• Welcome to the Office of the Superintendent

SUPERINTENDENT
John P. Collins, Ed.D. 

(858) 521-2700    FAX (858) 485-1075
jcollins@powayusd.com

 

Tina McDowell
Executive Assistant to the Superintendent
(858) 521-2700    FAX (858) 485-1075
tmcdowell@powayusd.com

 

Wendy Anderson
Executive Assistant to the Board
(858) 521-2700   FAX (858) 485-1075
wanderson@powayusd.com


Jessica Wakefield
Director of Communications
(858) 521-2707  FAX (858) 485-1075
jwakefield@powayusd.com

 

 

Superintendent's Message

 

John CollinsJohn P. Collins, Ed.D.

 

June 6, 2014

 

Dear PUSD Families,

 

As the school year is quickly coming to a close, this is a brief reminder of the final steps PUSD is taking in the development and adoption of our Local Control and Accountability Plan (LCAP).

 

On May 27th, a draft of the plan was presented to our District Advisory Committee (DAC) and District English Learner Advisory Committee (DELAC). California Education Code 52062 (a)(1) states: “The superintendent of the school district shall present the local control and accountability plan or annual update to the parent advisory committee established pursuant to Section 52063 for review and comment. The Superintendent of the school district shall respond, in writing, to comments received from the parent advisory committee.

In fulfillment of that requirement, my responses to the comments and suggestions provided by DAC and DELAC have been sent to our Committee members, our Board of Education, and are available for viewing on our website by visiting http://www.powayusd.com/doc_library/2014-15/SUPT'S_WRITTEN_DAC_DELAC_RESPONSE.pdf.  

 

PUSD’s LCAP (along with our District Budget) will be presented for a public hearing at the special meeting of the Board of Education next Monday, June 9th beginning at 6 p.m. The official LCAP and District Budget for 2014-15 will then be presented for approval at the regularly scheduled board meeting on June 23rd. You can access the LCAP Draft online in English and Spanish by visiting our homepage. Members of the public can also visit our District Office at 15250 Avenue of Science in San Diego if you would like to view the documents in person.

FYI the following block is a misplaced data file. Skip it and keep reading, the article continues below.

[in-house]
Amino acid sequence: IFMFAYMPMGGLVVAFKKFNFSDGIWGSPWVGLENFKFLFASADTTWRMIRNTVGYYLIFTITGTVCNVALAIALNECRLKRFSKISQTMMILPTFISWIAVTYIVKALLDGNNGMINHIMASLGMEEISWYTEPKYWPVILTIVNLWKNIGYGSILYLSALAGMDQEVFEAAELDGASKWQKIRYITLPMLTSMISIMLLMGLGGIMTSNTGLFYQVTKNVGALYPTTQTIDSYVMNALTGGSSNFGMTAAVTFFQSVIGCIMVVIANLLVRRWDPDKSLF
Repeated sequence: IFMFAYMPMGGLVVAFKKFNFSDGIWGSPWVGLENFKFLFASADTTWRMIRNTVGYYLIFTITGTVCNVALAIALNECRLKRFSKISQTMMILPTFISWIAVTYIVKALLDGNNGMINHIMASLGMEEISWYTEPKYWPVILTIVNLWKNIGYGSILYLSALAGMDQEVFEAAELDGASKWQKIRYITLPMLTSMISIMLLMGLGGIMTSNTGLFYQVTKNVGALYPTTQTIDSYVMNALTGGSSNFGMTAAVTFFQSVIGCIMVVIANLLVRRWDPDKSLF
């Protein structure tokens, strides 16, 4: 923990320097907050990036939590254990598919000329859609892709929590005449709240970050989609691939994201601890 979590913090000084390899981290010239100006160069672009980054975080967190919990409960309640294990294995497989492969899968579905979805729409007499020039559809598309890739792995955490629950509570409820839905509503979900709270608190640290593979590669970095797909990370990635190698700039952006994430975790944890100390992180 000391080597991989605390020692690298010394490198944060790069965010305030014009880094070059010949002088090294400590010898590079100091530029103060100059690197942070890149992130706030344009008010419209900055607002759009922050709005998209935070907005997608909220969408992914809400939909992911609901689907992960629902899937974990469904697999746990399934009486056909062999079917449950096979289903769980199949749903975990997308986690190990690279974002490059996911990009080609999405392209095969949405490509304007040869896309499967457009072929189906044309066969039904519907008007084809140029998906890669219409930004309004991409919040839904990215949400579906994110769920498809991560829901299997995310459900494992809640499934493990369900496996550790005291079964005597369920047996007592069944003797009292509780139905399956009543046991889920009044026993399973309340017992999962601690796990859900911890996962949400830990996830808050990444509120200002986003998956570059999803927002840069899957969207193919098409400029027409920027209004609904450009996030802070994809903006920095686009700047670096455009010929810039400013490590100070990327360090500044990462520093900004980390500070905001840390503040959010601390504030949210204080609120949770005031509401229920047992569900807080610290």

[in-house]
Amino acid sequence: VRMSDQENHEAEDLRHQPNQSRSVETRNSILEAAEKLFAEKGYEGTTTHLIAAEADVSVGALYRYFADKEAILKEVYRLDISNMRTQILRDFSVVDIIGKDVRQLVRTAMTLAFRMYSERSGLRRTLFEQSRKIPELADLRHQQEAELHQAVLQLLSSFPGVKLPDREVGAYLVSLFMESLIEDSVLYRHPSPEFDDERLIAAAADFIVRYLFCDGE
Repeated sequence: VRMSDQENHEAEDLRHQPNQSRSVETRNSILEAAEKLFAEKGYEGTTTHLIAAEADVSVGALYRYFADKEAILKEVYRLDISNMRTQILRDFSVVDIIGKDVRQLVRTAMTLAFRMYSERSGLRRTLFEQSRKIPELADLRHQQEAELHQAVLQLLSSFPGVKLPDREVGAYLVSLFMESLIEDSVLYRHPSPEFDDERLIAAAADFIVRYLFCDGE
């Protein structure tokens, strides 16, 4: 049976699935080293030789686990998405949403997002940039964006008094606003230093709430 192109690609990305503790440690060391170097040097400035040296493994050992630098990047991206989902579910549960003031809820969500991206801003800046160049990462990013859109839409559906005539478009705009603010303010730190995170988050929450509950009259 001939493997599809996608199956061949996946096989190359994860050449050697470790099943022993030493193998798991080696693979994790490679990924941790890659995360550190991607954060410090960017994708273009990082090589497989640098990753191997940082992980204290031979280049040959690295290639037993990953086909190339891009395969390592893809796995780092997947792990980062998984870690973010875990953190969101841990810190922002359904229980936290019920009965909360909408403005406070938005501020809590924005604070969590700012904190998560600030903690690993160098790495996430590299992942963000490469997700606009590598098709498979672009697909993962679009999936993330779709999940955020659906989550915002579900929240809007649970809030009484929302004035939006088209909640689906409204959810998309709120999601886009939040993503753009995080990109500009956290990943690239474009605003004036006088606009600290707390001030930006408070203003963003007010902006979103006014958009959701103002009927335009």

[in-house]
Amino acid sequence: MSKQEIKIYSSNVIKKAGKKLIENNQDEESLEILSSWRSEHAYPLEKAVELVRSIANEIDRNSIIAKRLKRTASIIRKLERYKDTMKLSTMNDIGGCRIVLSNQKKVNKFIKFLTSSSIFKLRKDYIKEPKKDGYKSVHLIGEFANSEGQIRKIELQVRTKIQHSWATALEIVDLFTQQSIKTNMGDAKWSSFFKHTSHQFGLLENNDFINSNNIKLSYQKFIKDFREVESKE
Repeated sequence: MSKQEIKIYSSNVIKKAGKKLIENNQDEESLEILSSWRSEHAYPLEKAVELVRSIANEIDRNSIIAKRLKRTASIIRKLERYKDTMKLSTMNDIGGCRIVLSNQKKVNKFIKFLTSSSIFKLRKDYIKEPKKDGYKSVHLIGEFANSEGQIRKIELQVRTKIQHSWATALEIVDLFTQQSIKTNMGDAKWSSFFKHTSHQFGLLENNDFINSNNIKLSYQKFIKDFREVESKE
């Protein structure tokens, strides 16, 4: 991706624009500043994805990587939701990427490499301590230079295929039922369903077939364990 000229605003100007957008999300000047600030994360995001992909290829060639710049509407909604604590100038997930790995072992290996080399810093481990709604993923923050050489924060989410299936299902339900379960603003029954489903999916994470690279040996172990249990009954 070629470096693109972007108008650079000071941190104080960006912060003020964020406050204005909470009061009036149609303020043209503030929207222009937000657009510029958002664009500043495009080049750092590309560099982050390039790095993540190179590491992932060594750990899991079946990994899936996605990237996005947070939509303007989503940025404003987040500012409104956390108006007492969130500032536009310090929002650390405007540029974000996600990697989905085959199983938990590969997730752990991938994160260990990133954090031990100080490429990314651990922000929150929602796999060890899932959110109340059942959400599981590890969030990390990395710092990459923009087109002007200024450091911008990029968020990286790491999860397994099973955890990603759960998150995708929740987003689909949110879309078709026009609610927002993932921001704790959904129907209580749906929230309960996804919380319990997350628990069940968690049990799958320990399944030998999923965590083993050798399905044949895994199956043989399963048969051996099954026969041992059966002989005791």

Thank you for your continued participation in this process. I wish each and every one of you a successful and celebratory final week of school.

 

John P. Collins, Ed.D.
Superintendent

 


 

Apr 18, 2014

 

Dear PUSD Families,

As we announced in our message on Monday, April 14th, Poway Unified School District will hold a Special Board meeting on Monday, April 28th, to review the District’s Local Control Accountability Plan (LCAP).
This meeting will be divided into matching morning and afternoon sessions. The public can attend for all or part of the day.

Session #1

9:00 - 9:15 - General overview of LCAP work-to-date; explanation of the process we will be using today;

9:30 - 11:30 – Board and public visit “stations” that present information on the 8 LCAP priorities, PUSD LCAP goals, supporting data

11:30 - 12:00 - Public comments to the Board

12:00 - 12:30 - Break for Lunch

Session #2

12:45 - 2:45 - Board and public visit “stations” that present information on the 8 LCAP priorities, PUSD LCAP goals, supporting data

2:45 - 3:45 - Public comments to the Board 

3:45 - 4:00 - Explanation of next steps and closing remarks by Superintendent and Board

Please note: Spanish translation services will be provided throughout the day

 

This Special Board meeting on April 28th is the first in a series of meetings designed to receive public input on the draft:

  • 5/14/14 - Updated draft presented to District Advisory Committee (DAC) and District English Language Advisory Committee (DELAC) for review